The latest developments from the Ukraine war.
Russia ramps up attacks on key cities in eastern Ukraine
Russian forces have ramped up attacks in eastern Ukraine in an attempt to gain ground near two key front line cities, Ukrainian military officials have announced.
Moscow's troops have begun a push to regain territory near Bakhmut, the eastern mining city that was the site of the war’s bloodiest battle before falling into Russian hands in May, the head of Ukraine’s ground forces wrote on the Telegram messaging app.
Ukrainian troops had recaptured the heights over Bakhmut and made some advances to the city’s west, north and south since Kyiv launched its summer counteroffensive.
“Toward Bakhmut, the Russians have become more active and are trying to recapture previously lost positions... Enemy attacks are being repelled,” Col. Gen. Oleksandr Syrskyi wrote in a Telegram update..
Ukraine's long-awaited counteroffensive has so far resulted in only incremental gains and heavy losses, with Ukrainian troops struggling to punch through Russian lines in the south. Meanwhile, Moscow's forces have attempted to press forward in the northeast, likely with a view to distract Kyiv and minimise the number of troops it is able to send to key southern and eastern battles.
The Ukrainian ground forces’ spokesperson similarly reported that Russian troops had “switched from defence to active defence” near Bakhmut, “putting pressure” on Ukrainian troops south of the city. Vladimir Fityo made the remarks on Ukrainian TV, adding that Russian troops were searching for weak points in Ukrainian defences and ramping up artillery strikes on Ukrainian positions.
Ukraine’s General Staff said that Russian troops were also continuing their weeks-long push to encircle Avdiivka, an Ukrainian stronghold south of Bakhmut and a key target since the beginning of the war. It's considered the gateway to parts of the eastern Donetsk region under Kyiv's control. The General Staff said the air force was playing a key part in the latest Russian assault.
Gen. Oleksandr Tarnavskyi, who leads Ukrainian troops fighting in and near Avdiivka, said that the attacking Russian forces were ramping up airstrikes, particularly those using guided bombs. He wrote on Telegram that Russian troops over the previous day had launched 30 airstrikes and 712 artillery barrages at the city and surrounding areas, and clashed almost 50 times with Ukrainian units.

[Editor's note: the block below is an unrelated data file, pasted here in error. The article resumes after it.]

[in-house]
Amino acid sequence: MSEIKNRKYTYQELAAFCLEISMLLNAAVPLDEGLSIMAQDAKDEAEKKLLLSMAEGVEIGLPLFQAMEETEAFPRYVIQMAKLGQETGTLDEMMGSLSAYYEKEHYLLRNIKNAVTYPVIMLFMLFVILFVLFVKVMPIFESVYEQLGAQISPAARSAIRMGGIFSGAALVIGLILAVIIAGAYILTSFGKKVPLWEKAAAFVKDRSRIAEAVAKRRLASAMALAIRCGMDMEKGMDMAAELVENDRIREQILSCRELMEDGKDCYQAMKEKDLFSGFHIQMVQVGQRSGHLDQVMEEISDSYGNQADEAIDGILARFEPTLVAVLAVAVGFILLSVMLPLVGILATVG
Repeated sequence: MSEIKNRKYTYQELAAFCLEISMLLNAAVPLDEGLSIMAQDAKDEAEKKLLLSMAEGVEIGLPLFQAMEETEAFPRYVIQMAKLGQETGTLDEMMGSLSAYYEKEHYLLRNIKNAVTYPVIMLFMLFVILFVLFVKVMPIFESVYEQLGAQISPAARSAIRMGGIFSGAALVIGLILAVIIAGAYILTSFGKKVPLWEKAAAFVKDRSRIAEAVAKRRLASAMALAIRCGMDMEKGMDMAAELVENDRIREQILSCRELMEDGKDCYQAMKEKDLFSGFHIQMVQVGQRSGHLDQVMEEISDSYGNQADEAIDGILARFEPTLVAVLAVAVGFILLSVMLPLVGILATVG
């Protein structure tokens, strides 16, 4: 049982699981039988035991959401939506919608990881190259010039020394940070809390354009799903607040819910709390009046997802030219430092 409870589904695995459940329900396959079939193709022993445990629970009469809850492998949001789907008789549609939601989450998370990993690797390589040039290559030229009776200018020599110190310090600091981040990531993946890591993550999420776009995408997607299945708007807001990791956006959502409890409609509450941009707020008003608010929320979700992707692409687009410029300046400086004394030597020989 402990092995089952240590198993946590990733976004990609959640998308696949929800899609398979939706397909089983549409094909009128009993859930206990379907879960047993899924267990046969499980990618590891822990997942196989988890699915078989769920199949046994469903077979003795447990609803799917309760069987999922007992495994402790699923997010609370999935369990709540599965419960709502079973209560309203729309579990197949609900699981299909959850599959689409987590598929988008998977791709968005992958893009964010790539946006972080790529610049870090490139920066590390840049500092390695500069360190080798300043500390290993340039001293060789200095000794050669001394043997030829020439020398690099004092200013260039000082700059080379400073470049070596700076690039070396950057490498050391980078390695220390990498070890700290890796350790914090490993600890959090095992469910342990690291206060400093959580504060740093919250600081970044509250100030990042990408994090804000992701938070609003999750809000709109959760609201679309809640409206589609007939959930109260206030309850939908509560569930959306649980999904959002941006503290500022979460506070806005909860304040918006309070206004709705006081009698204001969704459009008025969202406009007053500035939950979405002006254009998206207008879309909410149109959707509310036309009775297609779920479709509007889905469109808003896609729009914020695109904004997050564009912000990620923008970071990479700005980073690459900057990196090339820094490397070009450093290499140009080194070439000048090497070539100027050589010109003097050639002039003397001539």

Prokudin said that Russian forces shelled Kherson and the surrounding region 62 times over the previous 24 hours, wounding four civilians and damaging one of the city’s libraries. The city has come under near-daily attacks since Ukraine recaptured it a year ago.
Ukraine says it shot down a missile targeting Kyiv, after a period of calm for the capital
Ukraine said it shot down a missile targeting Kiev late on Saturday, ending nearly two months of relative calm for the capital.
The missile reportedly caused no injuries, but areas close to the front were targeted by a wave of Russian attacks.
This round of strikes occurred on the first anniversary of the liberation of Kherson by the Ukrainian army.
President Volodymyr Zelenskyy praised the "heroism" of the southern city "synonymous with hope.”
He confirmed that, from Friday evening to Saturday morning, “nearly 40 drones and missiles” were fired towards Ukraine.
One of these missiles, which aimed at Kyiv, was shot down on Saturday morning, according to local authorities.
“After a long break of 52 days, the enemy has resumed its missile attacks on Kiev,” the head of the military administration of the Ukrainian capital Sergii Popko wrote on Telegram.
Ukraine fears an increase in attacks with the arrival of cold weather. Last winter, Russia shelled Ukraine's energy grid, leaving thousands of people without heat or electricity.
AFP journalists in the centre of the capital heard two loud explosions and saw traces in the sky at dawn. Air warning sirens sounded shortly afterwards.
No casualties or material damage were reported, but two other missiles hit a field between two residential areas in the Kiev region, head of the regional military administration Ruslan Kravchenko said.
Five apartment buildings were damaged, with broken roofs and windows, he added.
Latvia's president says West must arm Ukraine to keep Russia from future global adventures
Latvia’s president has said that Russia is planning for a long war in Ukraine and asked for countries wavering on continuing military support to Kyiv to keep supplying arms.
Edgars Rinkēvičs has warned that, without western support, the Ukrainians will lose and Russia will have a green light for threatening others in the future.
“It is important to actually fight for international peace, and peace in Europe, because if we stop Russia in Ukraine, then Russia is not going to be able to challenge other countries,” he told the AP.
Rinkēvičs added that the EU and NATO need to prepare for a long war in Ukraine.
“The EU has realised that we need more defence and military,” he said. “And at this point, I would love to see that this is going to be a bit faster process. But still, those things are now finally moving.”
Many experts and officials have said Russian President Vladimir Putin’s hope is to outlast Western support for Ukraine in a long war.
“I think it is very important that he fails,” Rinkēvičs said.